Most of us are well-seasoned in experiencing the frustration of trying to find property records on county websites. The numerous obstacles and hurdles we face to find the source that maintains such records are incredibly time-consuming. You would think that going to the website page to the assessor or clerk would do the trick. Attempts to access the Gladwin County property appraiser for access to public records fail to yield results as well.So, where do you go online for a Gladwin County property lookup?

Our Experience Doing A Gladwin County Property Lookup

Many counties that are more rural may not necessarily be up-to-date with the technology that provides portals to public records. Accessing those records in circumstances like these may require you to go in person, call, or email the appropriate department that maintains the records. We have done a search on Gladwin County’s website to provide you with a glimpse into just how challenging it can be to get access online to public records. We begin at the landing page for Gladwin County’s website.Immediately, we notice that a search button/option is nowhere on the landing page. We click on “Department Directory.” The link is not working, so we hit the “back button to go back to the main landing page.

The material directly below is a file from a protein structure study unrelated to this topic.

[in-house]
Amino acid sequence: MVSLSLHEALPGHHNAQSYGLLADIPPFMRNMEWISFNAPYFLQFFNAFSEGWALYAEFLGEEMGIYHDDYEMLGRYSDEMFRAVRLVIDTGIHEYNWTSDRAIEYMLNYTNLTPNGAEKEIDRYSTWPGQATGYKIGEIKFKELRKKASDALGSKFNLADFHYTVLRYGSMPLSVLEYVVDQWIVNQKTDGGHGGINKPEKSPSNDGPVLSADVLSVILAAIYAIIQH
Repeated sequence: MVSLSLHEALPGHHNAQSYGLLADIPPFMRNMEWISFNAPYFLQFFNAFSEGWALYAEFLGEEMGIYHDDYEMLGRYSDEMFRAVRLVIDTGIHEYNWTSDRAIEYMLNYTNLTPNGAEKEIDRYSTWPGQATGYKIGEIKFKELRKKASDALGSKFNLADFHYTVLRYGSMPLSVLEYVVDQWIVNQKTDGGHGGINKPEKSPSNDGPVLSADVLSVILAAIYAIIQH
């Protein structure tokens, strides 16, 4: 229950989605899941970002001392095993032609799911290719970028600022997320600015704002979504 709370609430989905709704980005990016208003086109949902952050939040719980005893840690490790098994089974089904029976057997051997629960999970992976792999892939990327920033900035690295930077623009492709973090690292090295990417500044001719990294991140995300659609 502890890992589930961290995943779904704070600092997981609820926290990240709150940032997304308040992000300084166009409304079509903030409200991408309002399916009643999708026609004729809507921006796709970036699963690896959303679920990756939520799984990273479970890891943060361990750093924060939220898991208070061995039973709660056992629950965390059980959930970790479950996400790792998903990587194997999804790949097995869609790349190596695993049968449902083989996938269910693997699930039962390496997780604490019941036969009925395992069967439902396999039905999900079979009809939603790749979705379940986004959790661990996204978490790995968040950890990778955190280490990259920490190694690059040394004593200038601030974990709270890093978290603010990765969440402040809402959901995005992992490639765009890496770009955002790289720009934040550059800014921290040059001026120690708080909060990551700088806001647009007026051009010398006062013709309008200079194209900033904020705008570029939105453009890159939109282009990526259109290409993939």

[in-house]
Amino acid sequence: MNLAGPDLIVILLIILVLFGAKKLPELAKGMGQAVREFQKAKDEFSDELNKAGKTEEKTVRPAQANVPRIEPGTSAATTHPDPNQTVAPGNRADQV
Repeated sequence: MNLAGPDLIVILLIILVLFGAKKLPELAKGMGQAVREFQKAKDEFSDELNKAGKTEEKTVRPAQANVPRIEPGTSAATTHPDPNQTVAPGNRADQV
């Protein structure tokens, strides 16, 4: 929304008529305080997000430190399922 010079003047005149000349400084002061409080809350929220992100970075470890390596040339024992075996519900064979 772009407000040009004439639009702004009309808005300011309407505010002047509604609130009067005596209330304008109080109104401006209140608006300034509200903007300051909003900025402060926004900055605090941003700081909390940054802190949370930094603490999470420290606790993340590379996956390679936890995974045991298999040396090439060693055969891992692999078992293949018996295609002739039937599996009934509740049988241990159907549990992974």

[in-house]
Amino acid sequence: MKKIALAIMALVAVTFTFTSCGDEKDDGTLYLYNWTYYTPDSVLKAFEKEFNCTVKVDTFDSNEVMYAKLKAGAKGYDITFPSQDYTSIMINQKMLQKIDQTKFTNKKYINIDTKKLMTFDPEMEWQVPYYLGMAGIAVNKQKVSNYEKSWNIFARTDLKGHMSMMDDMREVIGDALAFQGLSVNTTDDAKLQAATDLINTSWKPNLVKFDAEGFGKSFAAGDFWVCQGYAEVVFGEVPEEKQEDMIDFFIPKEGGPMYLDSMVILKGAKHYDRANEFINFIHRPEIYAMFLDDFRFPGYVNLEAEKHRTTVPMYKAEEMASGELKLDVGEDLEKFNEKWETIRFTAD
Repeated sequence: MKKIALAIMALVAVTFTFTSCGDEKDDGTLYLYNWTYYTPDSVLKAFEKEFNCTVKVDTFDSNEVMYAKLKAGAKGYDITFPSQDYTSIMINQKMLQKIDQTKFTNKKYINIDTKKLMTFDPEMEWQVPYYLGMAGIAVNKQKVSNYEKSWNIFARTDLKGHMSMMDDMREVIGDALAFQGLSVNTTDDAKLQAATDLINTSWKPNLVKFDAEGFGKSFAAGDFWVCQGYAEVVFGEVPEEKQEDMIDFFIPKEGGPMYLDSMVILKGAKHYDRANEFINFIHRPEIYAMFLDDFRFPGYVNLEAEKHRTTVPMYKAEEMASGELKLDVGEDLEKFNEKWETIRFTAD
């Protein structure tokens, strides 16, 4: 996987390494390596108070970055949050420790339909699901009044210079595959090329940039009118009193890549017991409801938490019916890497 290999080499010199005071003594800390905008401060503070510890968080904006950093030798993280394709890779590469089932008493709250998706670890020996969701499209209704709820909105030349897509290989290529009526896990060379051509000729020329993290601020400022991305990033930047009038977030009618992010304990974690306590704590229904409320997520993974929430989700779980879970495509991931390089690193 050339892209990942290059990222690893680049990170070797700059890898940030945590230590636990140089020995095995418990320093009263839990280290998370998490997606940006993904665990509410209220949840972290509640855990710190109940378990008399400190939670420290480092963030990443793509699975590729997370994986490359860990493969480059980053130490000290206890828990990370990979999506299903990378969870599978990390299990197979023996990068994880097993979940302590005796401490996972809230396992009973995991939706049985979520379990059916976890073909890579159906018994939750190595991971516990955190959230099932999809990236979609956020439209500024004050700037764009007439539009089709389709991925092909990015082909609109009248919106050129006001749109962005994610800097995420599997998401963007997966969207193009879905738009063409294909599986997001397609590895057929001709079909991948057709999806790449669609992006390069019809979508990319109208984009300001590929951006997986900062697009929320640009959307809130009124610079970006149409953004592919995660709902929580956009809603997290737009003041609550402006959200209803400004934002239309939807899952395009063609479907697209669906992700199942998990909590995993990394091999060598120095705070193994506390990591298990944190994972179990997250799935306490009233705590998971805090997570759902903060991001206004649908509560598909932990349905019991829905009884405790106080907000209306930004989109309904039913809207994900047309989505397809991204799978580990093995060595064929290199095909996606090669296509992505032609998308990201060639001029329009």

So we begin our descent into the abyss by clicking on various departments to start our search.

  • Going into the “County Clerk” departmental link, we arrive at a new page where there are no links or information on public records. So, we hit the “back” button.
  • Clicking on the “Register of Deeds” link, a new page appears that also has no links or information on public records. Again, we hit the “back” button.
  • Now we click on the “Treasurer,” and a new page opens. We may be getting somewhere! Scrolling to the bottom of the page, there’s a listing of 15 townships. So, we begin clicking on each township. Some have links to the township’s page, and some do not.
  • Beaverton: no link, only a phone number
  • Bentley: no link, only a phone number